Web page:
Donna and Richard Wallmach August, 2006
Donna Walmach, widow of Richard Walmach, grapples with the challenge of
expressing how well loved Richard was by her and the children. Merely
talking about it does not do justice to the constant ache in their heart
left behind after Richard passed. Richard died in his bed surrounded by
his family, all holding hands on June 11, 2006. Richard's family never
left his side throughout his battle with mesothelioma.
Richard and Donna Walmach were a true American couple. They were hardworking,
thrifty and above all honest. They lived in a house they built in 1975
located on approximately six acres in a watershed in Bremerton, Washington.
The family took numerous trips together every year, and spent their one
"big" vacation sleeping together in tents.
Before his mesothelioma, Richard was able to walk up to six miles to visit
friends atop a hill in his neighborhood. He enjoyed working in his yard
and completing various projects around the house. Richard also had a passion
for sailing and he enjoyed frequent sailing trips. He even participated
in a thirteen-day sailboat race from Canada to Hawaii! Their lives were
rich with family and friends.
Donna still misses the little things about Richard. After his retirement
from working as a Marine machinist at the Puget Shipyard, Richard started
cooking gourmet meals for Donna. She looked forward to savoring a home-cooked
after a long day together with the comfort of Richard's presence.
Donna has since returned to her job as a caregiver for the elderly and
handicapped. Her job keeps her busy and gives her satisfaction in caring
for the people who need it most. The Walmach children have also gradually
gone on with their lives after grieving over their loss. Their family
does weekly check-ins and gets together often to stay connected.
Richard's surgical scars.
Family Support after Diagnosis
Richard's family was devastated by the diagnosis of malignant pleural
mesothelioma in January of 2005. The children immediately began to research
Richard's condition to help him learn about treatment options. They
played a key role in his treatment by advising him of mesothelioma specialists
and by helping him get to and from his appointments. Richard and his tightly
knit family understood and believed that being together and mutual reliance
were crucial to the healing process.
When Dr. Vallieres at the Swedish Cancer Institute in Seattle recommended
Richard as a candidate for surgery, the decision to go ahead was made
by his whole family, whose attitude was purely oriented towards getting
as much life for their father as possible. As Richard said, "It wasn't
my decision." The details of the surgery were studied and discussed
by his wife and children; they knew more about the procedure than Richard.
Family Help During Consultations, Surgery, and Recovery
During his extra-pleural pneumonectomy surgery and recovery, Richard's
family stayed with Richard in shifts at the hospital, never leaving him
alone. Before his surgery, at least one family member would always accompany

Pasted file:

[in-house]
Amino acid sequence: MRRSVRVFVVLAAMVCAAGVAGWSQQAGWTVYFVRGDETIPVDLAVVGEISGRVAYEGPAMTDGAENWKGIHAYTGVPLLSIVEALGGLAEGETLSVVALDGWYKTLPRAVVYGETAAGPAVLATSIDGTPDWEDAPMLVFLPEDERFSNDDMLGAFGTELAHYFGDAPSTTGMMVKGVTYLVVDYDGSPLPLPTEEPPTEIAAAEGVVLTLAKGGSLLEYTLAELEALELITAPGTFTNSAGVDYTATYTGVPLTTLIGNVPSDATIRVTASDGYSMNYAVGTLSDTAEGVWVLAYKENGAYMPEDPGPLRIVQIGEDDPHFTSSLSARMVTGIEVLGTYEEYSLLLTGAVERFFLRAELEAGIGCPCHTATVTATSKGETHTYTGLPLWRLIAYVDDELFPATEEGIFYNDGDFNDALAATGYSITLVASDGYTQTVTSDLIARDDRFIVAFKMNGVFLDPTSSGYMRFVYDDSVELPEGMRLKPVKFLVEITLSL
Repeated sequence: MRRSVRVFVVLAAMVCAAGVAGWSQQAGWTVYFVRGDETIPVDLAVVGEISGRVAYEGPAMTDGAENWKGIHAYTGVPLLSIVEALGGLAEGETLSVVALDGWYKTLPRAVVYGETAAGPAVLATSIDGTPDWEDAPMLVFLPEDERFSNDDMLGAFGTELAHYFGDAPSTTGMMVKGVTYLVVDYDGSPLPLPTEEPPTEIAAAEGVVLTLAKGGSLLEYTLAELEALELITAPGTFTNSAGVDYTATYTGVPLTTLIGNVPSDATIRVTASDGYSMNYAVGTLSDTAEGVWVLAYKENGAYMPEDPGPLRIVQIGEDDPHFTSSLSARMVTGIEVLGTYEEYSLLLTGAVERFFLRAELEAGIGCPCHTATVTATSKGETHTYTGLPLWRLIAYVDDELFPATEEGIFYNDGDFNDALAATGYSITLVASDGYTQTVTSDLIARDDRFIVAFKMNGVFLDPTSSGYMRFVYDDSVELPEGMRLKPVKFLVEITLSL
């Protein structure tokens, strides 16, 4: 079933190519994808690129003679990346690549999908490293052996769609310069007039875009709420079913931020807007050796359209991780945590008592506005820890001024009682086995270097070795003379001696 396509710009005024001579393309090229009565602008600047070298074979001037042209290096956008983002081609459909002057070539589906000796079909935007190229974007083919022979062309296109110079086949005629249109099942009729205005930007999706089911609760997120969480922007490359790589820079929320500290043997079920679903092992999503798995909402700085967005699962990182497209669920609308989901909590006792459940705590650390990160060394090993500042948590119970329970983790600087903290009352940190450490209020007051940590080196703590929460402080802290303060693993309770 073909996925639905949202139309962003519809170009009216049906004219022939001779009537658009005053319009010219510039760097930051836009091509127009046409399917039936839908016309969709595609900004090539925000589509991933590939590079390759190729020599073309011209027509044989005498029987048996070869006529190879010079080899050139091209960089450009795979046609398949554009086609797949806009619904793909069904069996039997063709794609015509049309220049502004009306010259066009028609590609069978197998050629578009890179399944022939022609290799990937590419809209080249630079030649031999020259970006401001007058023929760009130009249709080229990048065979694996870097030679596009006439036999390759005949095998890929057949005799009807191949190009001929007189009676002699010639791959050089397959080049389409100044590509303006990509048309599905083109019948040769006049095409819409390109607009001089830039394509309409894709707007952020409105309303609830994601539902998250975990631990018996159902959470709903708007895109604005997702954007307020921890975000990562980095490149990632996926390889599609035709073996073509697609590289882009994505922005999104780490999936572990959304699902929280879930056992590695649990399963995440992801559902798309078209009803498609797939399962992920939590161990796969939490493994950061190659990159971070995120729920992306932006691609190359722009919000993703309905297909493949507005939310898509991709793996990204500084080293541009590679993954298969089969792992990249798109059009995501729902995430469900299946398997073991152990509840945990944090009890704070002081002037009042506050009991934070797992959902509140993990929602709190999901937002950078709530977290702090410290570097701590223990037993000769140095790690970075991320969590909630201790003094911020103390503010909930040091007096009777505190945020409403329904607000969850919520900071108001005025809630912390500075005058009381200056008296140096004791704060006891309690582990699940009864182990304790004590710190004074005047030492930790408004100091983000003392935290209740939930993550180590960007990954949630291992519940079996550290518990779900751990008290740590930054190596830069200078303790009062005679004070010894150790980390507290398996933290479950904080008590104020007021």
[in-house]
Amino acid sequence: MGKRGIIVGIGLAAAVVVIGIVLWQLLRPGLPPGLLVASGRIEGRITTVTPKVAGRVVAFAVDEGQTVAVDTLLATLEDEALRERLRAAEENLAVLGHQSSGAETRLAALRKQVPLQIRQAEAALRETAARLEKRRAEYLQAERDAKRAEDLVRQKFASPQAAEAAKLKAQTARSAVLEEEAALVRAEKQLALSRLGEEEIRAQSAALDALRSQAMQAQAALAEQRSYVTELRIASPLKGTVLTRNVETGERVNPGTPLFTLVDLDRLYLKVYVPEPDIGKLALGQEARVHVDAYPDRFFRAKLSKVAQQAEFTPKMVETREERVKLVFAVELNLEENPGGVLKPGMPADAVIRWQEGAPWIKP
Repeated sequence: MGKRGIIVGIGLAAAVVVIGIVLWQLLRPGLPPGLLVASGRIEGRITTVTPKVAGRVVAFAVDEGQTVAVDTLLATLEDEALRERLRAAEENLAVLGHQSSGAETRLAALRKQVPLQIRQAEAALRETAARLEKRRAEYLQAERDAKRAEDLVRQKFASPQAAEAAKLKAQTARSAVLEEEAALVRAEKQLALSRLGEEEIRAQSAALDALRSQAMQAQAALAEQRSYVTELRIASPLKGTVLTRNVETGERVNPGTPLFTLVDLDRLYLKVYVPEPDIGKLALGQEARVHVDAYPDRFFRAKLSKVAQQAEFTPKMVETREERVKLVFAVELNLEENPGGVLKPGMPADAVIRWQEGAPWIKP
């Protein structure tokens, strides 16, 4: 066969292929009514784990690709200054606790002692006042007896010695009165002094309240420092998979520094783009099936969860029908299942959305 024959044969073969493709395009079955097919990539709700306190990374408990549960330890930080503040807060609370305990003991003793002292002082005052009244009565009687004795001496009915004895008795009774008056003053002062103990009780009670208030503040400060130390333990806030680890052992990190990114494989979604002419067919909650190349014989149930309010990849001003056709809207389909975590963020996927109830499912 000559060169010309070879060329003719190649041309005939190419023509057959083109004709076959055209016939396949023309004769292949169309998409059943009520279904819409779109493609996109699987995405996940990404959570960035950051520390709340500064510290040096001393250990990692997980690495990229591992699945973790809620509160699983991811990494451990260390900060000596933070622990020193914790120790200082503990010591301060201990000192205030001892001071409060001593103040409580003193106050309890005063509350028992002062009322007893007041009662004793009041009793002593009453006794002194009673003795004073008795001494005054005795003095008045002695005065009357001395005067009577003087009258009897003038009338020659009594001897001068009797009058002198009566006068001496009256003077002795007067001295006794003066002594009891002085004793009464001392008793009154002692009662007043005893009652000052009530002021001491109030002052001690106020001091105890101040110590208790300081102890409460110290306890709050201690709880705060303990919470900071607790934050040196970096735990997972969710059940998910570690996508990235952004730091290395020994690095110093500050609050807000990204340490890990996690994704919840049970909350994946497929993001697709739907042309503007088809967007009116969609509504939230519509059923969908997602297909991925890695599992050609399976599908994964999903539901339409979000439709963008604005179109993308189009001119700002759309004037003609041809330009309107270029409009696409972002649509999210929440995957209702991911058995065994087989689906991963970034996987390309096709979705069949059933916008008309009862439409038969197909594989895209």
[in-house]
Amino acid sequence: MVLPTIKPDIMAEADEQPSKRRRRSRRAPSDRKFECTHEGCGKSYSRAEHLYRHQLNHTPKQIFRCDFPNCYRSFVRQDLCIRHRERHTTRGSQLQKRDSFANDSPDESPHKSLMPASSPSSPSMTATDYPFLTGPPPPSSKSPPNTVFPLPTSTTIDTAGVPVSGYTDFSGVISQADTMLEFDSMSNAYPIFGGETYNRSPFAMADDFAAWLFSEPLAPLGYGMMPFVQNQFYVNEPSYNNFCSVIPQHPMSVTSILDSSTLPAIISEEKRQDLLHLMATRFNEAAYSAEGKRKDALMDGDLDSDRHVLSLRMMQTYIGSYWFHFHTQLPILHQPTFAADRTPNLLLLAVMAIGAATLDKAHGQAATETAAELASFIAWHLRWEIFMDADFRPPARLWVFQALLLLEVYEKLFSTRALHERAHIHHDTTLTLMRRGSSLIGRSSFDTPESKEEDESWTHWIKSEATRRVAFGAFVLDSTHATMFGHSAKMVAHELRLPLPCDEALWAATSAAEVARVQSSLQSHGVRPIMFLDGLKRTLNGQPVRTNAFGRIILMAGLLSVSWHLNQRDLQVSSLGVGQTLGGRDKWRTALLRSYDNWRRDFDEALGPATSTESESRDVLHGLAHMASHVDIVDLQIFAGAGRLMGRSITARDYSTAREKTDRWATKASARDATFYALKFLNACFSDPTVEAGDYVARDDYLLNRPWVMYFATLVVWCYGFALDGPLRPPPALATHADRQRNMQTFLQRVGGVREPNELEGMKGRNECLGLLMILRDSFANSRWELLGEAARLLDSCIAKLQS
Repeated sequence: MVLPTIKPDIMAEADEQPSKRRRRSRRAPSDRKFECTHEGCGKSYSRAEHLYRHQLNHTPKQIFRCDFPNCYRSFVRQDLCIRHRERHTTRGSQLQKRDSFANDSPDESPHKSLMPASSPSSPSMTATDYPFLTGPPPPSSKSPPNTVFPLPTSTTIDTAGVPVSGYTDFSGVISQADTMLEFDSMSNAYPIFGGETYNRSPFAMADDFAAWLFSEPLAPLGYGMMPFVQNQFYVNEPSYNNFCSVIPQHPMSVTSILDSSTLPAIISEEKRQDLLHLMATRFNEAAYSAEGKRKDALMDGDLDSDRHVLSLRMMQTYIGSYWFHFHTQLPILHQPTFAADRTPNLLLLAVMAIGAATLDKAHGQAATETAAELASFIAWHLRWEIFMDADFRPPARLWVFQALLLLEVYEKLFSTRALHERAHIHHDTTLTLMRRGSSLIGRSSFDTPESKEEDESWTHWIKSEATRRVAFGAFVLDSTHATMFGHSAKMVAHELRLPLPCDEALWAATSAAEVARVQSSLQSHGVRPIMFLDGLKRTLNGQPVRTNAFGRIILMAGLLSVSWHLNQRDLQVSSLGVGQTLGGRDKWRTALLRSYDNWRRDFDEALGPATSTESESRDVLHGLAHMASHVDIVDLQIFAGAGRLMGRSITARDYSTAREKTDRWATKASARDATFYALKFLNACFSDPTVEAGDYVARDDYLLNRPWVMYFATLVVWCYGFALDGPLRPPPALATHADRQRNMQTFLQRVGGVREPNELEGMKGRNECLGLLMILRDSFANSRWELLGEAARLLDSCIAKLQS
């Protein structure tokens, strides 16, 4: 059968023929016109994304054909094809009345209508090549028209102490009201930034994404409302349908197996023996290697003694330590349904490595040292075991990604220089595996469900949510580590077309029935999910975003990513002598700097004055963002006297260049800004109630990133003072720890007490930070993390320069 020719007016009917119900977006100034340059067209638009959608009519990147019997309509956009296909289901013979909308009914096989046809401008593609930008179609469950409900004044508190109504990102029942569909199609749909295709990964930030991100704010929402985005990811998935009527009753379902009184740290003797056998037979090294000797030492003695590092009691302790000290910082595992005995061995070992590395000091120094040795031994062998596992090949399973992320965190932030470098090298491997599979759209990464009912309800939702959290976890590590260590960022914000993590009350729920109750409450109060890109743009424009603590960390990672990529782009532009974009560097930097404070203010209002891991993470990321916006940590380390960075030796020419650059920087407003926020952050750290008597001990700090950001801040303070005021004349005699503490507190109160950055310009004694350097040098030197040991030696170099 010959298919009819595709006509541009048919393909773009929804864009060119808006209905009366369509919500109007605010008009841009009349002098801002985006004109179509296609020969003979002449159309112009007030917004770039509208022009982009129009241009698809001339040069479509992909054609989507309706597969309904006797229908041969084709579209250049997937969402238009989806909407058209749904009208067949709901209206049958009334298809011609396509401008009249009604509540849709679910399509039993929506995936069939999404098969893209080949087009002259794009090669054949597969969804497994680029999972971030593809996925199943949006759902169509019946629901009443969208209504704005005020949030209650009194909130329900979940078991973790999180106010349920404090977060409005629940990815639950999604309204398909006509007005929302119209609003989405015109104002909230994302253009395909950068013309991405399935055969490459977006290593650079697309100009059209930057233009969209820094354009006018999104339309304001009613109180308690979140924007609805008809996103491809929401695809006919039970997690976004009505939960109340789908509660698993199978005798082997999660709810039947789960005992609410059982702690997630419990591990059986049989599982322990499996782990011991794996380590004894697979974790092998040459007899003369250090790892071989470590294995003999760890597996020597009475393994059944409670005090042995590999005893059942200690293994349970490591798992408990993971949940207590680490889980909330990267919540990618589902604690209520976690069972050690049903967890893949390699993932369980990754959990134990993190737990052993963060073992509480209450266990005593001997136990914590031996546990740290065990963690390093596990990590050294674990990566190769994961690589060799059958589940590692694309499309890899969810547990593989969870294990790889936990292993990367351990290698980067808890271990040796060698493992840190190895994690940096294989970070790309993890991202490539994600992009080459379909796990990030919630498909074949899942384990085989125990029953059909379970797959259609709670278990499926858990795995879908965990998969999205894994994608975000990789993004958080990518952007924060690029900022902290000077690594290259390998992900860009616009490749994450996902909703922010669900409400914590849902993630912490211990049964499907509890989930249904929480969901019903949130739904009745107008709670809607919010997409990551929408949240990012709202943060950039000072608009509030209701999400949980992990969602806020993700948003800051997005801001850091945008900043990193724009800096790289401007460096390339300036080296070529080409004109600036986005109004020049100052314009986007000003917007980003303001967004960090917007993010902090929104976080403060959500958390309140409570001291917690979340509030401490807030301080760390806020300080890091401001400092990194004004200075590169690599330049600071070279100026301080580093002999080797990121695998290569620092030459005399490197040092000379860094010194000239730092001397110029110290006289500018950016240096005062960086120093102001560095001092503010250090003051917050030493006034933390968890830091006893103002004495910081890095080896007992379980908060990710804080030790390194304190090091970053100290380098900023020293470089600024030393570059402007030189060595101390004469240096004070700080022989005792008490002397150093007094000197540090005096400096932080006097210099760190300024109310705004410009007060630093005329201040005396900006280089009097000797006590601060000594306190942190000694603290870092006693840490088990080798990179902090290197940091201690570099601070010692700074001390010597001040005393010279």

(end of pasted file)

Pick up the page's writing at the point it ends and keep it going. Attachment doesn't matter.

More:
Richard to his appointments with Dr. Vallieres. The family's commitment
made quite an impression. Dr. Vallieres got to know Richard's family
including his then pregnant daughter Jennifer. Dr. Vallieres would affectionately
pat her stomach and ask about her condition. The day finally came when
Dr. Vallieres saw the baby accompany Jennifer when she came with Richard
for one of his appointments.
Richard seemed to recover well after his surgery in June, 2005. He stayed
active and planned to attend antique car shows, until his health took
a downturn in March, 2006. After exploratory surgery and chemotherapy,
the family decided to focus on pain management rather than additional
Home Care by his Family
Richard received care from his family at home. Richard's family remained
vigilant in their constant efforts to keep him as comfortable as possible.
Jennifer read him antique car stories to help pass the time and to take
his mind off the pain. The children would play their father's favorite
music in order to divert his attention from the progression of the disease.
Donna and the children would take turns leading the others in camping
songs from their past trips and from Richard's Boy Scout days. They
took turns by his bedside, attending to his physical needs and to his
need for having his loved ones nearby.
Dr. Eric Vallieres and Richard
Hospice and friends at home
During the last three months, the family could no longer handle the enormity
of the home care, even with the three children, in-laws, and Donna. Hospice
care began. The family was happy to see Richard's co-workers, church
members, and boating club friends who came by to visit, yet these visits
were exceptionally hard because they reminded the family on a daily basis
that the disease's progress was inexorable. Richard's extraordinary
will to live continually gave them hope-at one point he managed to roll
over in bed despite not having eaten in days and despite being terribly
weak. The hope, however, invariably turned to anxiety and fear at losing
their father and husband.
Richard lived about a year after his surgery but within that year he got
to see two new grandchildren. Donna sees this as a wonderful "blessing"
for any grandfather. For the Walmach family, mesothelioma may have claimed
the life of their beloved husband and father but it has helped them realize
their strength and unity in helping each other overcome difficult times.
*** POSTED MARCH 26, 2007 ***
Mr. Richard Walmach passed away on June 11, 2006